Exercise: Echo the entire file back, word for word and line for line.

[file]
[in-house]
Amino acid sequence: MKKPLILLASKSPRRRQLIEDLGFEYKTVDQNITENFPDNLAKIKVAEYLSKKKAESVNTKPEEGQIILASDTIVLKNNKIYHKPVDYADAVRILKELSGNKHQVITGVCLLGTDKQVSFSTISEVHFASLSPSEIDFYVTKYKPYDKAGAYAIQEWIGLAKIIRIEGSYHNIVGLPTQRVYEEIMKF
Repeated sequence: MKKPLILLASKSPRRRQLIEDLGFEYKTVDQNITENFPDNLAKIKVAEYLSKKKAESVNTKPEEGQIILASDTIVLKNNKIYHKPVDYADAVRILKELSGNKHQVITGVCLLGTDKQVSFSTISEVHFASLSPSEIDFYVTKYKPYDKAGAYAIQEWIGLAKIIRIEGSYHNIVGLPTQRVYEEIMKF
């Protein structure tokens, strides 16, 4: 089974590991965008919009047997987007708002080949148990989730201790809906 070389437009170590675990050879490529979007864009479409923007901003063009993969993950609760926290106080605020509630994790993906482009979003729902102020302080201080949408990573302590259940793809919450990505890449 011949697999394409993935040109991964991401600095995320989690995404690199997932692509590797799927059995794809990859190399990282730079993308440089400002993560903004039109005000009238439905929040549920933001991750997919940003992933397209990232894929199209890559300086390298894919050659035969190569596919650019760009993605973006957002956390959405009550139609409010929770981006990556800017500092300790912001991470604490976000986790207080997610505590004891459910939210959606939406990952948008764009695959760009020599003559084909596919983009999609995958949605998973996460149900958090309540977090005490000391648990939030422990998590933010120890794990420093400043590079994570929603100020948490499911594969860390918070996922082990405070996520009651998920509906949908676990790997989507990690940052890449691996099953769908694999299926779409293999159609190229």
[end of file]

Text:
[in-house]
Amino acid sequence: MKKPLILLASKSPRRRQLIEDLGFEYKTVDQNITENFPDNLAKIKVAEYLSKKKAESVNTKPEEGQIILASDTIVLKNNKIYHKPVDYADAVRILKELSGNKHQVITGVCLLGTDKQVSFSTISEVHFASLSPSEIDFYVTKYKPYDKAGAYAIQEWIGLAKIIRIEGSYHNIVGLPTQRVYEEIMKF
Repeated sequence: MKKPLILLASKSPRRRQLIEDLGFEYKTVDQNITENFPDNLAKIKVAEYLSKKKAESVNTKPEEGQIILASDTIVLKNNKIYHKPVDYADAVRILKELSGNKHQVITGVCLLGTDKQVSFSTISEVHFASLSPSEIDFYVTKYKPYDKAGAYAIQEWIGLAKIIRIEGSYHNIVGLPTQRVYEEIMKF
């Protein structure tokens, strides 16, 4: 089974590991965008919009047997987007708002080949148990989730201790809906 070389437009170590675990050879490529979007864009479409923007901003063009993969993950609760926290106080605020509630994790993906482009979003729902102020302080201080949408990573302590259940793809919450990505890449 011949697999394409993935040109991964991401600095995320989690995404690199997932692509590797799927059995794809990859190399990282730079993308440089400002993560903004039109005000009238439905929040549920933001991750997919940003992933397209990232894929199209890559300086390298894919050659035969190569596919650019760009993605973006957002956390959405009550139609409010929770981006990556800017500092300790912001991470604490976000986790207080997610505590004891459910939210959606939406990952948008764009695959760009020599003559084909596919983009999609995958949605998973996460149900958090309540977090005490000391648990939030422990998590933010120890794990420093400043590079994570929603100020948490499911594969860390918070996922082990405070996520009651998920509906949908676990790997989507990690940052890449691996099953769908694999299926779409293999159609190229």